David Altshuler, M.S.
(305) 978-8917 | [email protected]

Paying for College

Wealthy parents in Chicago are transferring legal guardianship of their children so that the family will pay less for college.

Need based aid is based on income. Families with more assets and higher incomes qualify for less financial aid. If the Opulofskies have a combined income of $500K/year and have paid off their million dollar home, a college might ask them to pay full tuition. If the Penurivitches take home $60K/year and have little equity in their $200,000 home, they might be expected to pay much less. The federal methodology is a little more complicated and requires more disclosures, but that’s basically it. Families without resources are typically expected to pay less.

Of course, if the Opulofskies transfer legal guardianship of their children to the Penurivitches, then the Opulofskies score big financial aid. And pay less. Apparently it’s a simple and straight-forward process to transfer legal guardianship of your children.

To make sure I understood the Opulofskie point of view, I interviewed Mrs. Lavishna Opulofsky. She was in the tub when I spoke to her, bathing in pasteurized Tibetan yak milk. “I understand that you have transferred legal guardianship of your daughter, Afflueska, to the Penurivitch family,” I began.

“Of course we did,” Lavishna replied. “What part of ‘now we pay less’ did you not understand?”

“Do you understand that resources are finite and that Afflueska is using funds that will be unavailable for someone of more modest means?”

“Modest means? Ha!” Lavishna countered. “You mean poor people! Did I tell those people to be poor? I most certainly did not. I did not tell those poor people anything. Why would I? And how could I tell them anything if I wanted to? I don’t know any poor people. There are no poor people in my neighborhood. But the point is that there have always been poor people. Poor people are mentioned in the Bible.”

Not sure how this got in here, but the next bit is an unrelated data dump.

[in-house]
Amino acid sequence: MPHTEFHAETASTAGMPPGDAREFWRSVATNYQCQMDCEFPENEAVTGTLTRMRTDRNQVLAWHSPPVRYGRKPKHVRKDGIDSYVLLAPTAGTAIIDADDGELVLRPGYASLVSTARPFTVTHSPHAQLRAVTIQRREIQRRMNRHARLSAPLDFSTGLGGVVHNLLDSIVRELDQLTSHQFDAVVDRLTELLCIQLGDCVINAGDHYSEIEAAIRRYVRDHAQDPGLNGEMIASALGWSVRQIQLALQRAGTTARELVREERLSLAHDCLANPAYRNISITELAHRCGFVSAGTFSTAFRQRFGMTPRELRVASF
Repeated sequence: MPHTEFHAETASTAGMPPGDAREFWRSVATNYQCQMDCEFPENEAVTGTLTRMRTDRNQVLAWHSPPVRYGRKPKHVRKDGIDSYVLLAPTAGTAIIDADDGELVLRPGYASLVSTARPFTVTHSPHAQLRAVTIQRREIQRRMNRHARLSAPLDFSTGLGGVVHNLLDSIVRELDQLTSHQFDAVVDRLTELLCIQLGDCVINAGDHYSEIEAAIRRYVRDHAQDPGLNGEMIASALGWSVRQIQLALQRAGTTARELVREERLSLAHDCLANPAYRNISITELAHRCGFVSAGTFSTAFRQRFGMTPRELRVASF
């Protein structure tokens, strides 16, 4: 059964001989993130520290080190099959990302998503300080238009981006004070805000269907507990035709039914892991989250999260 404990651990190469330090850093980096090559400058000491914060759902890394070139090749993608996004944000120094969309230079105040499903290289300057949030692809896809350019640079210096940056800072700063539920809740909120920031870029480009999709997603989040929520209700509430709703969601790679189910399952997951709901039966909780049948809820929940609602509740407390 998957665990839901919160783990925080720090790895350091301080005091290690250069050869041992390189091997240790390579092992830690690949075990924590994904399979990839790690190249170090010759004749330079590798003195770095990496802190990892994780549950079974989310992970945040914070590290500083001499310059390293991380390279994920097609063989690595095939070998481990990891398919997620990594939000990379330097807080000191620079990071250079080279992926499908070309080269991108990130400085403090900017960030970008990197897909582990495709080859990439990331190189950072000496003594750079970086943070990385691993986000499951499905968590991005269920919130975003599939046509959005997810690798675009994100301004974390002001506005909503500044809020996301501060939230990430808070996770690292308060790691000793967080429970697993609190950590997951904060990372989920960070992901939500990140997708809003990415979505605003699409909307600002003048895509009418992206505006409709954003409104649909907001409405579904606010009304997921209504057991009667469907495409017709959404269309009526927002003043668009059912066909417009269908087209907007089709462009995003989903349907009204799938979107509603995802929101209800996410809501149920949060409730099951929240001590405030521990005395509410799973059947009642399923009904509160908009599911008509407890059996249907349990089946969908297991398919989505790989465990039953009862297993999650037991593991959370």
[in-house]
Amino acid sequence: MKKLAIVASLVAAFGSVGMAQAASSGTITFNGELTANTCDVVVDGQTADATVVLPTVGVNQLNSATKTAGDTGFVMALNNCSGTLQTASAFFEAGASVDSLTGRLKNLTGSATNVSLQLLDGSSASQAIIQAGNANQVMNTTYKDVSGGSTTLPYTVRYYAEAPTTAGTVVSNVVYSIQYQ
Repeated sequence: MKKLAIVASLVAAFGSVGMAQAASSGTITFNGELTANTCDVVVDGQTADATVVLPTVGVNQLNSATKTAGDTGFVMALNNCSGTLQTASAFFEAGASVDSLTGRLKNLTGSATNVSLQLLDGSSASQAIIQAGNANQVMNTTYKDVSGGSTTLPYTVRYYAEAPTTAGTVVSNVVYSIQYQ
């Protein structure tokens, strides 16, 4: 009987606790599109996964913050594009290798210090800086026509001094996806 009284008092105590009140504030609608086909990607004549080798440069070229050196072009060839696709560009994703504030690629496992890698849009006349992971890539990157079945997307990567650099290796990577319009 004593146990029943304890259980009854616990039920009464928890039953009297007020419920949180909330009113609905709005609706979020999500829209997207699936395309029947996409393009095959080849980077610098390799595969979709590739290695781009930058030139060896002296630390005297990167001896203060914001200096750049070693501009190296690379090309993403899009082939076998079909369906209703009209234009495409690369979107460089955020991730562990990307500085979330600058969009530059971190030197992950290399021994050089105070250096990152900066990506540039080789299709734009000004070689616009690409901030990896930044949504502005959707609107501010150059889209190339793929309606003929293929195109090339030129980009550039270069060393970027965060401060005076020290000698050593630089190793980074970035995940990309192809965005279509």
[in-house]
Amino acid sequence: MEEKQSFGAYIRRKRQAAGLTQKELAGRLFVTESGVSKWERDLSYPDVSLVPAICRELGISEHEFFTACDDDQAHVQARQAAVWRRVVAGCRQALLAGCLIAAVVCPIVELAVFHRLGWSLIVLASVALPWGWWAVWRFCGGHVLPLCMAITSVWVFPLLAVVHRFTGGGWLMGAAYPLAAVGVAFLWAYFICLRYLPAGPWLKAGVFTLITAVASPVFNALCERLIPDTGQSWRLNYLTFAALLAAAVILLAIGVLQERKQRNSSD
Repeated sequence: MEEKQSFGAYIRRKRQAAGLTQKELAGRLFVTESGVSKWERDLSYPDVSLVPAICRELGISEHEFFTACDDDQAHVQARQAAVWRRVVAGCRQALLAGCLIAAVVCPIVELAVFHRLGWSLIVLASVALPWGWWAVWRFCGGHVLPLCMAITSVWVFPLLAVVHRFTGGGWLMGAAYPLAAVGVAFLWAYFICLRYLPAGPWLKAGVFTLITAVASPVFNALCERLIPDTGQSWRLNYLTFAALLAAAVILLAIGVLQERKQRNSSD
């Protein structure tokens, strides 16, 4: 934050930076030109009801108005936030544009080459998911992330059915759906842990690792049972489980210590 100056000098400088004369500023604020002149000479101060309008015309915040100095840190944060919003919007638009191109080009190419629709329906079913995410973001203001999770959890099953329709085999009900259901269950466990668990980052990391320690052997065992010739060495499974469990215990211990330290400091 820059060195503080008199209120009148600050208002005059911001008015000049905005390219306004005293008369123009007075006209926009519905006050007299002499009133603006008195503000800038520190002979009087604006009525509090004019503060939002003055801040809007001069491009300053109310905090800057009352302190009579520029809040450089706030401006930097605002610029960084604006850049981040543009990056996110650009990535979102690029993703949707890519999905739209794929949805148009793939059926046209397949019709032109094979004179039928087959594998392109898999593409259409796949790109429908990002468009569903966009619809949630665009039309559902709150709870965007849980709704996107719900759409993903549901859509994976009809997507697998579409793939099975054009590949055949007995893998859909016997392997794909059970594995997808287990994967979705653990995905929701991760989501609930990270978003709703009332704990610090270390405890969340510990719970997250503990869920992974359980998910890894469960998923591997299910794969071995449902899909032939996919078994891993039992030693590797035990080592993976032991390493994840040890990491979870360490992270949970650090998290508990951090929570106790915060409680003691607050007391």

“So you’re saying that economically disadvantaged people should not go to college?”

“That is not at all what I am saying!” Lavishna bellowed. “Poor people can send their children to college. If they can afford it.”

“But aren’t you using exactly those resources that would allow low-income and first generation families to afford to go to college?”

“You’re not listening,” Lavishna went on. “I’m on board. It’s time to pull up the rope. Afflueska deserves to go to an expensive college because she is my daughter. She is not the daughter of a poor person. She’s very smart by the way. She has her own Facebook page. There’s just no reason for us to pay all that money for college. Haven’t you heard? College is expensive.”

“So you have transferred legal guardianship of Afflueska to the Penurivitch family to avoid paying your fair share?”

“Who is to say what is fair? If you found a dead person in a field, you wouldn’t check to see if there was any money in his wallet?”

Before I could answer, Lavishna starting bellowing that the hot Yak milk had turned tepid. I left the bathroom and went home to look up moral development. Here’s what I learned.

A child wants a cookie. The child puts her hand in the cookie jar. Her father sees her put her hand in the cookie jar. The father says, “you may not have a cookie.”

The child understands that taking a cookie will result in a punishment, harsh words from her father. When the child is older, she may come to understand that there are only a certain number of cookies and that were she to take a cookie, someone else might not be able to have a cookie.

Lawrence Kolberg studied moral development. He was interested in the reason that a child might refrain from taking a cookie. Kohlberg called not taking a cookie to avoid punishment “pre-conventional morality.” Not taking a cookie because there might not be enough cookies for everyone is a higher level of moral thinking. I can only wonder what Kohlberg would make of Lavishna Opulofskie.

We seem to have reached a low point. Although I have to say I thought we were scrapping the bottom of the barrel recently with the Varsity Blues Scandal. At least those criminal parents were willing to pay tuition for their unexceptional children to attend elite colleges. Now parents want to steal resources from those who actually qualify.

What next? I shudder to think.

The Wall Street Journal did the actual research. Click on their excellent article here.

At the risk of “explaining the joke,” Lawrence Kohlberg and his lifetime of research into the moral development of children is real. And worth knowing a little about. Families transferring legal guardianship of their children to avoid paying their fair share for college is real. The Opulofskie family is my own invention to make a–hopefully humorous–point.

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